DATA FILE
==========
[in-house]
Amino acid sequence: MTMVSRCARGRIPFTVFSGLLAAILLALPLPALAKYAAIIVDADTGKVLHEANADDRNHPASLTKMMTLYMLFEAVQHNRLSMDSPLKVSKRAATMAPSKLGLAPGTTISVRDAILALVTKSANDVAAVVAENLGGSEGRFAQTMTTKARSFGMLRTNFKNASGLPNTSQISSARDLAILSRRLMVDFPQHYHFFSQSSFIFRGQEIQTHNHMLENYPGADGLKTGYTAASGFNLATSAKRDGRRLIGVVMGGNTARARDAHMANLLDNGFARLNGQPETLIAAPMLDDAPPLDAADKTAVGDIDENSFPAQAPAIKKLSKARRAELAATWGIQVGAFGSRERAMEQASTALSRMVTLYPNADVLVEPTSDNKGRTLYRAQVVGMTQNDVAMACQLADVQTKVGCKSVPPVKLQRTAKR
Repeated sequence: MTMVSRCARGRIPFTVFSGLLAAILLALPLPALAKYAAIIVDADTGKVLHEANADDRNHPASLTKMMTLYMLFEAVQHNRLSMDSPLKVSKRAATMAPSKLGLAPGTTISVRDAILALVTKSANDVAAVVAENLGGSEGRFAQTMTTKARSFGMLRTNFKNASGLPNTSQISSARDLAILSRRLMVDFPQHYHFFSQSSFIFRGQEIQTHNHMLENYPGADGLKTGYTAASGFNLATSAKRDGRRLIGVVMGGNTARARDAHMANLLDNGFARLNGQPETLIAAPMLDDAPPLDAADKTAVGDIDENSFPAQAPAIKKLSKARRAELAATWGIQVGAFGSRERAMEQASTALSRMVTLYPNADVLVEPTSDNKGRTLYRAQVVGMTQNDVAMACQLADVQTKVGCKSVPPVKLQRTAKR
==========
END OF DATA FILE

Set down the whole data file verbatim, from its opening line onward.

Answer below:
[in-house]
Amino acid sequence: MTMVSRCARGRIPFTVFSGLLAAILLALPLPALAKYAAIIVDADTGKVLHEANADDRNHPASLTKMMTLYMLFEAVQHNRLSMDSPLKVSKRAATMAPSKLGLAPGTTISVRDAILALVTKSANDVAAVVAENLGGSEGRFAQTMTTKARSFGMLRTNFKNASGLPNTSQISSARDLAILSRRLMVDFPQHYHFFSQSSFIFRGQEIQTHNHMLENYPGADGLKTGYTAASGFNLATSAKRDGRRLIGVVMGGNTARARDAHMANLLDNGFARLNGQPETLIAAPMLDDAPPLDAADKTAVGDIDENSFPAQAPAIKKLSKARRAELAATWGIQVGAFGSRERAMEQASTALSRMVTLYPNADVLVEPTSDNKGRTLYRAQVVGMTQNDVAMACQLADVQTKVGCKSVPPVKLQRTAKR
Repeated sequence: MTMVSRCARGRIPFTVFSGLLAAILLALPLPALAKYAAIIVDADTGKVLHEANADDRNHPASLTKMMTLYMLFEAVQHNRLSMDSPLKVSKRAATMAPSKLGLAPGTTISVRDAILALVTKSANDVAAVVAENLGGSEGRFAQTMTTKARSFGMLRTNFKNASGLPNTSQISSARDLAILSRRLMVDFPQHYHFFSQSSFIFRGQEIQTHNHMLENYPGADGLKTGYTAASGFNLATSAKRDGRRLIGVVMGGNTARARDAHMANLLDNGFARLNGQPETLIAAPMLDDAPPLDAADKTAVGDIDENSFPAQAPAIKKLSKARRAELAATWGIQVGAFGSRERAMEQASTALSRMVTLYPNADVLVEPTSDNKGRTLYRAQVVGMTQNDVAMACQLADVQTKVGCKSVPPVKLQRTAKR